Date of Award

Spring 2016

Project Type


Program or Major


Degree Name

Doctor of Philosophy

First Advisor

Thomas Schram

Second Advisor

Joseph Onosko

Third Advisor

Emilie Reagan


The past 20 years has seen a rise in the number of induction programs for beginning teachers, including those with mentoring. However, the way in which teacher education has been problematized is still calling into question the need for beginning teacher support. This dissertation study is situated in the belief that beginning teacher induction has positive impacts on such aspects of teachers’ lives including early career professional learning.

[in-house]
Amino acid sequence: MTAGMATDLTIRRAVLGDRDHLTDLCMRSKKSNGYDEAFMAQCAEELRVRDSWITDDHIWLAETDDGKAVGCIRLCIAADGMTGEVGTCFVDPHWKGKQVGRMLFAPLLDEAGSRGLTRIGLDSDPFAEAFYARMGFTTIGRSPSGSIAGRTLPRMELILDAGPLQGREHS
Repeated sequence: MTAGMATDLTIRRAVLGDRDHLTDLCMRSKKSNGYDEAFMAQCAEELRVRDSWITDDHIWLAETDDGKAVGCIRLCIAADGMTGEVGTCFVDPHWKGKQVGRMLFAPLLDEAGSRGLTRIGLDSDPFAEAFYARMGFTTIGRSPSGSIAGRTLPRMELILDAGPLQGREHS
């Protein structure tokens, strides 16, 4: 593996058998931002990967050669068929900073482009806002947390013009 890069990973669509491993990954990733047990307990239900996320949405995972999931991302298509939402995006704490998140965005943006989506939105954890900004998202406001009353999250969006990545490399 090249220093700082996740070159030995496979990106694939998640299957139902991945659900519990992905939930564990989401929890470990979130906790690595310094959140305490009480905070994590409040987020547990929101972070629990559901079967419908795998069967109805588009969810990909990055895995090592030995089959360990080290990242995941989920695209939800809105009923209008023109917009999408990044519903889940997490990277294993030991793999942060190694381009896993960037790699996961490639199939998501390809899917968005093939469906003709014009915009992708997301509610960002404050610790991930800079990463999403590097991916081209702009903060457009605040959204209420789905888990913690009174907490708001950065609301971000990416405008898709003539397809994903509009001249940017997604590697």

Situated in New Hampshire, this study utilized a qualitative multiple case study design that relied on participant interviews, researcher observations, and artifact analysis of three school districts’ mentoring programs. Findings from this study suggest that mentors and mentees believe that beginning teachers grow in both situative and cognitive domains. Three primary structures were identified that encourage novice teacher learning: mentoring, networks of colleagues, and principals. It was also identified that contextual factors such as strict adherence to the notion of teacher evaluation are impacting teacher learning and support. Recommendations are outlined for both practitioners and policy makers.